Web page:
Thursday, October 25, 2007

Life Cycle of Blogging

I wonder if there is a life-cycle to blogging. In the beginning there's excitement because people (mostly family and friends) are reading your compositions. Then there's intrigue because total strangers and now reading your platitudes. Soon you're cruising the blog-world, leaving comments and those bloggers visit your blog. We begin a 21st century relationship - never meeting, never talking face-to-face, but communicating.

Sometimes your blog gets listed on other's blogrolls. That's exciting. It begins to feel like a popularity contest - the blogs you read, you compare how many commentors are on theirs to yours. Some depression then sets in, so you think, "I'll become controversial," or "I'll join these carnivals and get more total strangers reading about homeschooling or join give-aways."

You get a routine and begin your day viewing your list of bloggers, commenting when something hits you, still in the back of your mind, wondering why they get so many comments and I (even when trying to be controversial) stay below ten.

Then something tragic happens like your power cord goes kaput and you have to order one and it's a week and a half before you can get back on your computer. During that week you're not blogging, reading or writing. The first two days are agony. You pace the halls wondering when your husband will be home with his laptop so you can catch up on what others have written, but because it's his laptop you don't have time to write for your own blog (except you can post something you've had in your draft-file for the past two months!). Then three or four days past and the anxiety level is subdued. Husband brings his laptop home and, hmmm, you're busy with the kids (who you've neglected for 1 1/2 years because of blogging) or you finally have time to color out the gray roots on my head, vacuum under the bed or clean the floor boards.

Then day 10 comes around and guess what's in the mail -- your power cord. Immediately you plug it in to ensure it works with your laptop. Ahh, a green light.

Anxiously you begin to read the blogs on your blog-tab. Of course your blog is listed among them but you pass over because you haven't posted so you know there are no new comments. Other bloggers, your friends, have written five or six times. That's a lot of reading. So you spend the next few mornings catching up on their lives. Occasionally you click on yours just to view the site meter. Hmm, visits are down, probably because I'm not writing, duh!

So you sit down to compose. Okay, what's on your mind.... And then it hits you..."I'm boring"..."I have nothing to tell, question or ask." You ask, "Why do I do this? Am I wasting my time, other's time?" You begin to question whether to continue, you question your purpose.

That is where I am today (but hey, I got a blog out of it!). I know a book blog is due today (Northanger Abbey by Jane Austen) but I have nothing in me to give, except this blog about blogging.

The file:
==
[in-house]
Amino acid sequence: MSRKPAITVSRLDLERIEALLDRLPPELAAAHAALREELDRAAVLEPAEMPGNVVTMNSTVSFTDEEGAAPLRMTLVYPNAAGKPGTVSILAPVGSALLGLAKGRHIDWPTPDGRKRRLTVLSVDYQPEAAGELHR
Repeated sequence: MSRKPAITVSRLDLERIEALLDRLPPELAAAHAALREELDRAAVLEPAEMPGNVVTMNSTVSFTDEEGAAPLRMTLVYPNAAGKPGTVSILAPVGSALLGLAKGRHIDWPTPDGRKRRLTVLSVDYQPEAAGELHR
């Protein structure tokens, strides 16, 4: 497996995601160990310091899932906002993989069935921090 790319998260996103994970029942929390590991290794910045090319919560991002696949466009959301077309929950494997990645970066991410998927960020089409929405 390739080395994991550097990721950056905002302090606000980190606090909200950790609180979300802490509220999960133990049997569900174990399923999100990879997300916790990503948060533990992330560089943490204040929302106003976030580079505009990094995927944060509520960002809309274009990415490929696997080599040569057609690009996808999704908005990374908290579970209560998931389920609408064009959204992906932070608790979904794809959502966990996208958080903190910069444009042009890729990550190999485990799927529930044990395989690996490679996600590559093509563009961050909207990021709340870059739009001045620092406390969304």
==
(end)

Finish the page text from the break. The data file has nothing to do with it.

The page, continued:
Seriously, the book blogging is going to be late this month (by a couple days, look on the 28th).


Christina Dawn said...

I just got back into town from a conference, it appears that things have been in a God induced void for a week. I recently wrote about comments and wonder if we really write in hopes that someone else will read what we have to say or because we have a deep need to express something, even if it's just a blog about blogging. I think a century or so ago all of us bloggers would have been writing the local paper and given Benjamin Franklin a run for his money :)

Hannah said...

Auntie Barb, I love your blog and know what you mean. Here I am writing this comment wondering if it will make a difference, if someone will reply, if they'll laugh or think it's weird or just judge me. We're so looking for other people's views about ourselves. If I'm thinking the whole time "what if they don't like me?" and they're not even thinking about me that just shows we're pretty self-centered. I don't know. But it's pretty sad the things that I think about. Keep blogging! Love, Hannah from Malaysia

I Was Just Thinking.... said...

Hannah, I am so happy you commented. That makes my heart smile. And you're right. We look for affirmation in the oddest places.

Christina Dawn - it is fascinating to me the role blogging has played in relationships and communication today. We do have a deep need to express and this is an available outlet. Is that because something is lacking in our everyday, flesh-to-flesh world?

Marti Smith said...

Always glad to see you in the blogosphere, Barb!

Not sure why some people get dozens of comments when the postings I most want a reply to, come up dry.

Was hoping to see something pithy about Northanger Abbey (which may be my favorite Austen book), but hey, whenever you are ready.

Suzanne said...

Keep blogging Barbie!!!But what does it say when there are more comments about blogging than about worship?...I was just thinking???

Paul Merrill said...

Great thoughts on all that, Barb.